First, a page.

For such a long time, Virginia could do no wrong, winning seven ACC games in
a row and moving from the bottom quarter of the ACC standings all the way up to
first place. But on Saturday in Cassell Coliseum, the Hoos ran into a buzz saw
and got smoked by a Hokie team that came to play. If you had told me before the
game that (a) Coleman Collins and Zabian Dowdell would score 11 total points;
(b) Virginia Tech would win by 27; or (c) both of the above, I never would have
picked (c). But it was that kind of day.
I’m really liking this ACC basketball. I like that as an observer, you
better watch, because you never know what you’re going to see. There was
nothing in the previous two weeks to indicate that the Hokies were going to
thump the Hoos like this. But alas, there you have it. Two minutes into Tech’s
game with NC State ten days ago, you could tell the Hokies “didn’t have
it,” and two minutes into this one, you knew the exact opposite.
You know the old saying, “I can’t define it, but I know it when I see
it”? In basketball, “it” is like that. I think that Seth
Greenberg generically defines it as “spacing” on offense, contesting
shots on defense, and getting to “50-50 balls.” When your guys pass
effortlessly, shoot without thinking about it, and always seem to be in the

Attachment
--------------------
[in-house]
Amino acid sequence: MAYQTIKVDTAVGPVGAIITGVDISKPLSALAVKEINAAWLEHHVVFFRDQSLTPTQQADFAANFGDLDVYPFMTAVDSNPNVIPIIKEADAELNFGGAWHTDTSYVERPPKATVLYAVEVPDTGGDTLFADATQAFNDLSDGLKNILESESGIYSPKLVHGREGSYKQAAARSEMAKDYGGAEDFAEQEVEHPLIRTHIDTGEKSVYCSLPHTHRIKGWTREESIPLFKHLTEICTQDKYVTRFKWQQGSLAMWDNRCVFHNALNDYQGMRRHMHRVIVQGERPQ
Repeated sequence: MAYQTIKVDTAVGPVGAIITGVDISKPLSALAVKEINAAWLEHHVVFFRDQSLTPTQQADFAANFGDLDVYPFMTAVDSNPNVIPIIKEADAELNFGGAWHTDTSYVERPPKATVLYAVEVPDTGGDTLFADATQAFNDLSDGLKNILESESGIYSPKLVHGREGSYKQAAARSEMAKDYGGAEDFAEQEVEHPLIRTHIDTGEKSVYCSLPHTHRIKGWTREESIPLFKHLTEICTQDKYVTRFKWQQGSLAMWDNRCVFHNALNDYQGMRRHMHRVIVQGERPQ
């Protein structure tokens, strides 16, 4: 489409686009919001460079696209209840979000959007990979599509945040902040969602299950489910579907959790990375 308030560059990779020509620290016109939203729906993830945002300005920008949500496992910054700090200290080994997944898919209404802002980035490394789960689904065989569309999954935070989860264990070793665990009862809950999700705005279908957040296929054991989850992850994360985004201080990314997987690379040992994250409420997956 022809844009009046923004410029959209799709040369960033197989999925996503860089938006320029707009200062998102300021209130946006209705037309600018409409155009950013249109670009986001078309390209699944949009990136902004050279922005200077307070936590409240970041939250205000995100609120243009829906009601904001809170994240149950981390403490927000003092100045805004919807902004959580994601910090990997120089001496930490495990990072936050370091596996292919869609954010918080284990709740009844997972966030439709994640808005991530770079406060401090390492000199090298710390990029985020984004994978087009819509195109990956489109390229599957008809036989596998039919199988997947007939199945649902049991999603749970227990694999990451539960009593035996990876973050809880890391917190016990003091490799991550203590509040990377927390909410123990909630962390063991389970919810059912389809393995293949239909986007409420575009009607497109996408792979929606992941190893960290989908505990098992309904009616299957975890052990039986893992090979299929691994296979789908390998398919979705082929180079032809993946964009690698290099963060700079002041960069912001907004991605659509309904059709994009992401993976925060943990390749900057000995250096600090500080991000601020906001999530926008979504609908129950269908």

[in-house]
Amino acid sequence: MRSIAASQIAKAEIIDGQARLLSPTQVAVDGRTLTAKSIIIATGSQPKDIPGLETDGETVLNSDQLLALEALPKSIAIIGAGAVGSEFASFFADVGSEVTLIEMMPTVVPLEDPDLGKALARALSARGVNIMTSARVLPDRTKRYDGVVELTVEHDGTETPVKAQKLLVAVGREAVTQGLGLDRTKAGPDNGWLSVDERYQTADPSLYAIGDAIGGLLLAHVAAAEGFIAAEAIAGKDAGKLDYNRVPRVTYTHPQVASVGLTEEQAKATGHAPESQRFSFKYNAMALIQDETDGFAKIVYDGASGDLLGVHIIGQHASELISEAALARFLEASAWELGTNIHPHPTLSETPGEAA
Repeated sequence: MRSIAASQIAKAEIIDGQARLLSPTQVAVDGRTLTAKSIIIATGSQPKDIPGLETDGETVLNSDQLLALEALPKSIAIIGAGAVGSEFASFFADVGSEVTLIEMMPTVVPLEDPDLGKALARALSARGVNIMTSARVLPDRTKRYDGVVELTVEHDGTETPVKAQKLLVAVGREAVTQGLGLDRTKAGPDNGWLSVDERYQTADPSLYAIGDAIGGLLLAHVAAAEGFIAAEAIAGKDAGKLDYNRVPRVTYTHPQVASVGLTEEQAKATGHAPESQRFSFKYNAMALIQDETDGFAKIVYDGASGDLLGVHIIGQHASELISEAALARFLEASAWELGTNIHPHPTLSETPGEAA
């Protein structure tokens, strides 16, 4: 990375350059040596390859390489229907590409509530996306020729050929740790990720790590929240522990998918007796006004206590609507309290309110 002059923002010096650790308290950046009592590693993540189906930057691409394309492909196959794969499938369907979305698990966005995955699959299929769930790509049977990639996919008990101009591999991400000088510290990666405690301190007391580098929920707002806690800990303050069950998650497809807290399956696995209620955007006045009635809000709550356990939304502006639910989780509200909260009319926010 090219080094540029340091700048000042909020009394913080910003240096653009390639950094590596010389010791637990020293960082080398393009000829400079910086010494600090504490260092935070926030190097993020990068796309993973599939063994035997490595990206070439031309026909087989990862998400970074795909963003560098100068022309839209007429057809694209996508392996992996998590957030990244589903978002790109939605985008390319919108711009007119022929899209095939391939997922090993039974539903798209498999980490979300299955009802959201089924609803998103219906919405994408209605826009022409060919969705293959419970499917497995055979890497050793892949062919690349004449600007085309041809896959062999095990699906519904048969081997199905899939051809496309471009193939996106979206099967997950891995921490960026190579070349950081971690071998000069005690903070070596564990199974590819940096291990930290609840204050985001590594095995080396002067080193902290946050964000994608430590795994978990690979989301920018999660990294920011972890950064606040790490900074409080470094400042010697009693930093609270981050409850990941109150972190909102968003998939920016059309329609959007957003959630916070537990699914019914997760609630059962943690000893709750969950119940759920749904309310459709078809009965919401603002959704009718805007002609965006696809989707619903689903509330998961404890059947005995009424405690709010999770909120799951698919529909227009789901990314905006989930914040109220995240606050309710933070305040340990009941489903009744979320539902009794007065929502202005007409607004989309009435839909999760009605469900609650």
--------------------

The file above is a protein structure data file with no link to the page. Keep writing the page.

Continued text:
right place on defense and rebounds, then you’ve got “it” that day.
The Cavaliers, who had been playing with so much confidence and looked like
such a solid team recently, suddenly collapsed into a team that had nothing but
two good guards to offer, and neither one of them was having a particularly
outstanding day. As good as J.R. Reynolds and Sean Singletary had been, it was
the rebounding contributions of Jason Cain and the scoring contributions of
Mamadi Diane and Adrian Joseph that had put the Hoos over the top the last few
weeks. Reynolds and Singletary really made the team go, but without the
contributions from those other guys, there’s no way they could have pieced
together seven straight ACC wins, the most for UVa since Ralph Sampson prowled
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